cigarettes. While they were there, Mr. Barbour received a
call from Angel Park. Ms. Park asked him if he had any
“weed.” When he said no, she asked who was with
him, and he told her. She then asked where they were, and he
told her that too. Ms. Park said she would call him back. At
some point, Mr. Barbour and his companions left Ms.
Love's court and went to Mr. Windley's court.
About two minutes after the first call, Ms. Park called Mr.
Barbour again. She asked where they were, and Mr. Barbour
told her they were at Mr. Windley's court. Ms. Park told
him that she would come through in about five minutes.
About one to two minutes after the second call Mr. Barbour
heard a “loud boom” Mr. Barbour ducked his head
and tried to start the car. As he did so, he and Mr. Windley
were pulled out of the car. Mr. Barbour said that the men
asked, “Where the money at?” One man went through
his pockets, while another man stood over him. Afterwards,
Mr. Barbour discovered that $15 dollars and his Sprint Razor
phone were taken. Mr. Barbour testified that someone tried to
take Mr. Windley's jacket, but stopped when he realized
Mr. Windley had been shot. After a man wearing a red and
black North Face jacket pointed a chrome gun inside the car
and shot, the men ran off.
Timothy Grimes offered his account of the shooting as well.
Mr. Grimes testified that he and Mr. Coates were smoking
“weed” outside Mr. Barbour's car when five
men walked up. Mr. Grimes saw a “big old chrome
gun.” When the person holding that gun fired, he and
Mr. Coates ran. While he was running, Mr. Grimes slipped and
fell. As he lay on the ground, he heard multiple gun shots,
none of which were as loud as the first one. Once Mr. Grimes
caught his breath, he got up and ran to the end of a section
of town houses. As he started to get up again, he heard one
final shot, which sounded liked [sic] the first shot he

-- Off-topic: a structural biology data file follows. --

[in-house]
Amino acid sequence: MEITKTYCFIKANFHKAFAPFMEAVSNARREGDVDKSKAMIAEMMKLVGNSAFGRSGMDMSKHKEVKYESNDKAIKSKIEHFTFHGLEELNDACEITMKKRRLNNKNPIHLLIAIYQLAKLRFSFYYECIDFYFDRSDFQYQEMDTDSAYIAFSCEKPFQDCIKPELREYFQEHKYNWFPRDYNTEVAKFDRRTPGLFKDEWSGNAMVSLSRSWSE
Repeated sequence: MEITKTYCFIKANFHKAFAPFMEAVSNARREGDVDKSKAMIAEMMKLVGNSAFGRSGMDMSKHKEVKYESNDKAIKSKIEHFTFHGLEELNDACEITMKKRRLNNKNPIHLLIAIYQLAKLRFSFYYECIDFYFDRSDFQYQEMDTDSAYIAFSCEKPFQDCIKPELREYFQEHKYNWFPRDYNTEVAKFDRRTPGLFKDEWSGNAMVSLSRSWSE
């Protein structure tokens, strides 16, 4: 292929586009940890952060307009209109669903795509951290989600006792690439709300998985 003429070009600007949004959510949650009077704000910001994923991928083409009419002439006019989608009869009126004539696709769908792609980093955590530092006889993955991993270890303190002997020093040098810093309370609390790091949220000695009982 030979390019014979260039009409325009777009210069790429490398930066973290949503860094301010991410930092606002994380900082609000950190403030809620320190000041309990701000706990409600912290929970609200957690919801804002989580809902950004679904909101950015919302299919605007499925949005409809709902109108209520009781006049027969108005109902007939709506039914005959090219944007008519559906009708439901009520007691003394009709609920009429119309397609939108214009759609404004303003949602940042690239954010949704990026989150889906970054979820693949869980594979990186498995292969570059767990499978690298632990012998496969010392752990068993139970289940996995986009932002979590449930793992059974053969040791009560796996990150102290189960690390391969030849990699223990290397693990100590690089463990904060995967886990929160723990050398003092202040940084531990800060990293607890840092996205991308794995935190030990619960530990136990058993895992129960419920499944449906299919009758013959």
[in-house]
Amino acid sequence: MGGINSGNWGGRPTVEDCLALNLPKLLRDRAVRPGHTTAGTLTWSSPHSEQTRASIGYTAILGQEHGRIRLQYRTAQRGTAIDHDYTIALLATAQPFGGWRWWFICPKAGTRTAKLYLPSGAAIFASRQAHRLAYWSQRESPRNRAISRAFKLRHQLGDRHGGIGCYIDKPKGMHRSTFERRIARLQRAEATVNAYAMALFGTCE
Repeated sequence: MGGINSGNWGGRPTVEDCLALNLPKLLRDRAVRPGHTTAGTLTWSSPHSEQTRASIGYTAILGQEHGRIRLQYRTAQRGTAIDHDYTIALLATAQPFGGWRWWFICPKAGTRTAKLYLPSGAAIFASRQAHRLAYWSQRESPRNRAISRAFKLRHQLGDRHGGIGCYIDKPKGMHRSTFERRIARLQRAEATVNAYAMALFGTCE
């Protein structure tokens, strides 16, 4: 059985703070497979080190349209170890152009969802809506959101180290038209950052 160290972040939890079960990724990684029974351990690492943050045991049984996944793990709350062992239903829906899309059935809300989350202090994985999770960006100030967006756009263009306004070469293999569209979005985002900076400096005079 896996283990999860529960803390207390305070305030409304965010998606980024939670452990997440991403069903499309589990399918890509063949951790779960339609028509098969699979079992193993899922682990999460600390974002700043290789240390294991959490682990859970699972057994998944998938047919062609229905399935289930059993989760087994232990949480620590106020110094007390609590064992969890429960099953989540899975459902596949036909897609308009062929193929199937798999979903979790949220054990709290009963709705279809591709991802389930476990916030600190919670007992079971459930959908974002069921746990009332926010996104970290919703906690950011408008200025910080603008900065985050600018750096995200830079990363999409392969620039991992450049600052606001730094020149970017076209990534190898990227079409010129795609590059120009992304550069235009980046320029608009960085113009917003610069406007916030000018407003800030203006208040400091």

Mr. Grimes did not identify [appellant] as one of the men who
approached the car. He did testify, however, that he had seen
[appellant] around one or two o'clock on December 28. Mr.
Grimes explained that he was driving when he saw [appellant]
in a car with Angel Park. Mr. Grimes testified that when he
pulled next to [appellant's] car, [appellant] pulled out
a “big old chrome gun” and pointed it at him.
Once [appellant] realized who Mr. Grimes was, he put the gun
down. According to Mr. Grimes, the gun that he saw that
afternoon looked like the gun he saw later that night.
Mr. Windley, who was paralyzed as a result of the shooting,
also testified. After Mr. Barbour parked in front of Mr.
Windley's house, Mr. Windley passed out. He woke up to
gun shots and to Mr. McGregor yelling at Mr. Barbour to pull
off. Mr. Windley explained that the passenger side window was
shot out, and a silver gun came in the window. Mr. McGregor
got shot, and Mr. Windley tried to open the door. When the
gun pointed in Mr. Windley's direction, he put up his
right arm and was shot in that arm. Mr. Windley was able to
unlock the door. As he leaned out, he was shot in the back
and fell out of the car.
Mr. Windley testified that he was able to pull himself under
the truck parked next to them. Once he was under the truck,
someone pulled him out and tried to take his jacket and
chain. Mr. Windley held on with his good arm. Mr. Windley
testified that he could see a group of guys kicking and
beating Mr. Barbour. He told the men to leave Mr. Barbour
alone and to come take his jacket. The men came over and
again tried to take his jacket. Mr. Windley testified that
the men then started running. As they did, one man came back,
jumped over him, and shot one more time. Mr. Windley
testified that he had two cell phones when he was shot. After
the shooting, one phone was missing.
In addition to the victims, three of [appellant's]
accomplices, including Angel Park, testified. On December 28,
Ms. Park picked up [appellant], who was “just about
like” her boyfriend, from his parents' house in
Waldorf. [Appellant] had “dreads” and was wearing
a red and black North Face jacket. While they were driving,
they saw Timothy Grimes, who pulled up beside them.
[Appellant] pulled out a gun before he realized who it was.
When he saw that it was Mr. Grimes, he put the gun away.
After the encounter with Mr. Grimes, Ms. Park and [appellant]
drove to Washington, D.C. to pick up Gator, whose real name
is Dewayne Thomas. They then drove to Kennebec Street to pick
up Eugene Green and Darryl Smith.
Next, they drove to Alexis Jordan's house, where
[appellant] and Mr. Smith got into Mr. Jordan's car. At
that point, both cars drove to Clay Terrace, where Mr. Smith
got some PCP. Mr. Smith gave one “dipper” to her
and Mr. Green, and he kept one “dipper” for the
other car. The group then proceeded to a restaurant. While
there, Mr. Thomas got into her car.
Both cars then drove to Waldorf, where [appellant] directed
her to drive through three or four neighborhoods. At some